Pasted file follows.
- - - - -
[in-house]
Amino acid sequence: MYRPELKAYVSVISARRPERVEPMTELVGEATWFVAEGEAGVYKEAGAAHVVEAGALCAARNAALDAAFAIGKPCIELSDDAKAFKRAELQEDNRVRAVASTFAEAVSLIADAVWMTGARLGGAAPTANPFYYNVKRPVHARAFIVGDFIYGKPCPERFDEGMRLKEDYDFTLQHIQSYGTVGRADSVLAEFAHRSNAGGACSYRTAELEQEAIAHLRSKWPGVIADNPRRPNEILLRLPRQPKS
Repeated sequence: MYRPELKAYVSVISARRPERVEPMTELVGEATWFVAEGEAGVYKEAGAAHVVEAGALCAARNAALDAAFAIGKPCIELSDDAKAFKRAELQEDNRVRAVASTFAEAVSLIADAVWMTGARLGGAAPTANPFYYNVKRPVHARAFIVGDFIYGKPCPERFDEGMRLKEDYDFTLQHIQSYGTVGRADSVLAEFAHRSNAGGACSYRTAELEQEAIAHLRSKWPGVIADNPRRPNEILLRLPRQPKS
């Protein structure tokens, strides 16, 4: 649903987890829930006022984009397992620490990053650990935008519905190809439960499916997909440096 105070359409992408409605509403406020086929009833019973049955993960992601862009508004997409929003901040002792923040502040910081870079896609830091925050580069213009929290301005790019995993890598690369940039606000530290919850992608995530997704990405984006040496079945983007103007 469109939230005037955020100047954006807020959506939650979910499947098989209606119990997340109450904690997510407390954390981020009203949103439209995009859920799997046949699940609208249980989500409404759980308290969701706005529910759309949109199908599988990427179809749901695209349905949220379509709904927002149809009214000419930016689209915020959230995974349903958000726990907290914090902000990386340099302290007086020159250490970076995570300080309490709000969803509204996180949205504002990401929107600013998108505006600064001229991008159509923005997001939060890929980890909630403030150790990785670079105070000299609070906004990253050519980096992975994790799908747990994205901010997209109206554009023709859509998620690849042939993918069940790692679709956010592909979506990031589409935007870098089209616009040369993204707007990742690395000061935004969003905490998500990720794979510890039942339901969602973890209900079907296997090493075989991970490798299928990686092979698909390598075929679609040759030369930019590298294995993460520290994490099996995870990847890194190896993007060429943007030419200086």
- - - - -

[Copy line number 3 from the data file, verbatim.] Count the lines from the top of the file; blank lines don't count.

Repeated sequence: MYRPELKAYVSVISARRPERVEPMTELVGEATWFVAEGEAGVYKEAGAAHVVEAGALCAARNAALDAAFAIGKPCIELSDDAKAFKRAELQEDNRVRAVASTFAEAVSLIADAVWMTGARLGGAAPTANPFYYNVKRPVHARAFIVGDFIYGKPCPERFDEGMRLKEDYDFTLQHIQSYGTVGRADSVLAEFAHRSNAGGACSYRTAELEQEAIAHLRSKWPGVIADNPRRPNEILLRLPRQPKS